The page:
Pharmacokinetics and RO
GSK3174998 demonstrated linearity over the 0.3–10 mg/kg dose range, remaining present in plasma ≥21 days (figure 1A and online supplemental figure 2A,C). At doses of 0.1 mg/kg and lower, steeper slopes at lower GSK3174998 concentrations were indicative of the impact of target-mediated clearance. Median time to maximum plasma concentration (tmax) ranged from 0.0208 to 0.0656 days in P1 and P2 (online supplemental table 2). Mean values of maximum serum concentration (Cmax) and area under the curve (AUC) (0-τ) indicated that exposure increased with increasing dose in P1 and P2. At doses ≥0.3 mg/kg, GSK3174998 demonstrated >80% RO on circulating T cells over a 3-week interval, with limited gains in RO observed at doses from 0.3 to 10 mg/kg (figure 1B and online supplemental figure 2B,D). Concomitant administration did not appear to alter the pharmacokinetics of GSK3174998 or pembrolizumab (online supplemental table 2 and online supplemental figure 2A,C,E and F). Based on these data, the 0.3 mg/kg dose was selected for further clinical evaluation in P2 expansion cohorts.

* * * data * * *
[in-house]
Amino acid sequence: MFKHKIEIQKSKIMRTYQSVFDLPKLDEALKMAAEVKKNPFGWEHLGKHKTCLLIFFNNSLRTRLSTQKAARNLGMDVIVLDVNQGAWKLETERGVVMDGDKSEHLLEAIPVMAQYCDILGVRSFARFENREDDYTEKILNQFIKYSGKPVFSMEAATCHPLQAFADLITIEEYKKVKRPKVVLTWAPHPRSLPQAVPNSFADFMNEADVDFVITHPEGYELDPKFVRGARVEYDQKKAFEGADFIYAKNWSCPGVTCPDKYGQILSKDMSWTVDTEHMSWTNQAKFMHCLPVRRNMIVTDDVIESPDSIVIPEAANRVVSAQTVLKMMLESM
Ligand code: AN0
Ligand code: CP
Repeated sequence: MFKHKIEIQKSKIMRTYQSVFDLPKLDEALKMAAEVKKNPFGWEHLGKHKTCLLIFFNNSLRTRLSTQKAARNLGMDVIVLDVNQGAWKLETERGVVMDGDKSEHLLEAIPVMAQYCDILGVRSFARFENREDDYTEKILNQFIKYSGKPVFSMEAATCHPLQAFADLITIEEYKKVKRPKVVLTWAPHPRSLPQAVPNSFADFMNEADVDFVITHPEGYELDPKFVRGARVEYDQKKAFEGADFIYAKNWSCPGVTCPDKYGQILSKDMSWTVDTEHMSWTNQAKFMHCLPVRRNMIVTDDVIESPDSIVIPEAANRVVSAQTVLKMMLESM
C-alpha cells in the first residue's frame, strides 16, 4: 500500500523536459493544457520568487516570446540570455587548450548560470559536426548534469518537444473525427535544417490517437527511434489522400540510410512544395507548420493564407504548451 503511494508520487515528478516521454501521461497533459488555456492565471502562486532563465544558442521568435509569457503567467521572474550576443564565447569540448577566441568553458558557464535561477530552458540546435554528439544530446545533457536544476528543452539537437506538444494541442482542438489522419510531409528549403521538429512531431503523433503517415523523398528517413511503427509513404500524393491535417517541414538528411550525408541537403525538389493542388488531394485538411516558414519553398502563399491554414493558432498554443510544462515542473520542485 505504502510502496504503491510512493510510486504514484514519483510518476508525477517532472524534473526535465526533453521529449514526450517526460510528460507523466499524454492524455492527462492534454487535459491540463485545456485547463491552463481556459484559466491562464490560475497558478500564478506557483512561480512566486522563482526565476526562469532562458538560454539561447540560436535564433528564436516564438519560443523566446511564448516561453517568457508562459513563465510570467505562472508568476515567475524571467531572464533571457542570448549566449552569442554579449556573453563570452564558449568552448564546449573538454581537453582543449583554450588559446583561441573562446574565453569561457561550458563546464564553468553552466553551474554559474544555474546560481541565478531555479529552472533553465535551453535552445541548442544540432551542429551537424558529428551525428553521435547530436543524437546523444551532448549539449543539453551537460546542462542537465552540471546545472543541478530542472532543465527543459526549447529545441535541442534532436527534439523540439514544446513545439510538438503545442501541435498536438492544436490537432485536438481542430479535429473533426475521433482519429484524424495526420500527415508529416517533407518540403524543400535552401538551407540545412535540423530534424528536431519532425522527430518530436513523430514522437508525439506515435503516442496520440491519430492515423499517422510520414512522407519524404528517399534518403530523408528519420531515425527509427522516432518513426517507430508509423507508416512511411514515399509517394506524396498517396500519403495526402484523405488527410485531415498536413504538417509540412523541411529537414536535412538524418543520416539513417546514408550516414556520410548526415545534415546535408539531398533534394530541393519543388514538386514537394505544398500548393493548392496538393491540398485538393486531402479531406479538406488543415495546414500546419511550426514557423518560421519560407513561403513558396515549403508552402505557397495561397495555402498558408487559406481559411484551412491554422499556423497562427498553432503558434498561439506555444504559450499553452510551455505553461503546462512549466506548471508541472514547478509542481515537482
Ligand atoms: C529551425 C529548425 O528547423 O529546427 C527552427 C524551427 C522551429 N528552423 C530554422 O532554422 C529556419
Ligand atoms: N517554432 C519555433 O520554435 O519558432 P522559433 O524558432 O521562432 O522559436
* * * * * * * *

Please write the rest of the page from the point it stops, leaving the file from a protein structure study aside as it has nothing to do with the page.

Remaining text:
The P1 expansion was not initiated due to limited monotherapy activity observed during dose escalation. No confirmed responses were observed with GSK3174998 monotherapy; however, an anti-PD-(L)1 treatment-naive patient with dedifferentiated liposarcoma who received 0.3 mg/kg GSK3174998 had an unconfirmed partial response (PR; figure 2A). PR was maintained in the target lesions for this patient, but because a non-target lesion progressed, the response could not be confirmed. The DCR ≥24 weeks was 9% (online supplemental table 3); two patients (melanoma, NSCLC) with stable disease (SD) ≥24 weeks had received prior anti-PD-(L)1 treatment.